>>> > same
>>> layout.
>>> > The problem is that the data in each Excel data is not in rectangular
>>> form. I've
>>> > been using readxl to extract the data which I need.
>>> > Each of my metrics are stored in a particular cell. For each metric, I
>>> create text
>>> > files which stores my metrics.
>>> >
>>> >
>>> >
>>> > library(plyr)
>>> >
>>> > library(readxl)
>>> >
>>> >
>>> >
>>> > files <- list.files(pattern="*.xls", full.names = FALSE)
>>> >
>>> >
>>> >
>>> > # Extract Work Order
>>> >
>>> > WO <- lapply(files, read_excel, sheet="Sheet1", range=("B9")) WO_list
>>> > <-
>>> > as.data.frame(WO) trans_WO <- t(WO_list) write.table(trans_WO
>>> > ,"WO.txt")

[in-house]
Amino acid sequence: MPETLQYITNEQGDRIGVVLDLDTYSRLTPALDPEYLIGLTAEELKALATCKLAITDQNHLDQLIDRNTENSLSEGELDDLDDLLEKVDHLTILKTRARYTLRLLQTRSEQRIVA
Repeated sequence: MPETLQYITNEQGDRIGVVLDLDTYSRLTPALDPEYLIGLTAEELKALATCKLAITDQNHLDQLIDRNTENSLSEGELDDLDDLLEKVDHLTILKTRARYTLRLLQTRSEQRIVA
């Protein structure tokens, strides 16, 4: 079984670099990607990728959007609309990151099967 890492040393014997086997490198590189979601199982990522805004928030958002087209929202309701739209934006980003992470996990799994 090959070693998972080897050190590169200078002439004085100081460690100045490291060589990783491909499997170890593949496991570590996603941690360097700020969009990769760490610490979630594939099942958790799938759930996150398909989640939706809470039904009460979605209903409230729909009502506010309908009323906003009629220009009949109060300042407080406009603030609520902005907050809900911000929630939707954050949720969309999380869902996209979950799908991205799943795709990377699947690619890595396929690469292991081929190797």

>>> >
>>> >
>>> >
>>> > # Extract bubble 14_1
>>> >
>>> > BUBBLE_14_1 <- lapply(files, read_excel, sheet="Sheet1",
>>> > range=("c46")) BUBBLE_14_1_list <- as.data.frame(BUBBLE_14_1)
>>> >
>>> > trans_BUBBLE_14_1 <- t(BUBBLE_14_1_list)
>>> >
>>> >
>>> >
>>> > write.table(trans_BUBBLE_14_1,"BUBBLE_14_1.txt")
>>> >
>>> >
>>> >
>>> >
>>> >
>>> > # Extract bubble 14_2
>>> >
>>> > BUBBLE_14_2 <- lapply(files, read_excel, sheet="Sheet1",
>>> > range=("c62")) BUBBLE_14_2_list <- as.data.frame(BUBBLE_14_2)
>>> >
>>> > trans_BUBBLE_14_2 <- t(BUBBLE_14_2_list)
>>> >
>>> > write.table(trans_BUBBLE_14_2,"BUBBLE_14_2.txt")
>>> >
>>> >
>>> >
>>> > After the text files have been created, I cut and paste the contents
>>> > of
>>> each
>>> > text file to Excel.
>>> >
>>> > This has worked fine if the number of cells I am extracting from a
>>> > file is
>>> small.
>>> >
>>> > If the number gets larger, this method is inefficient.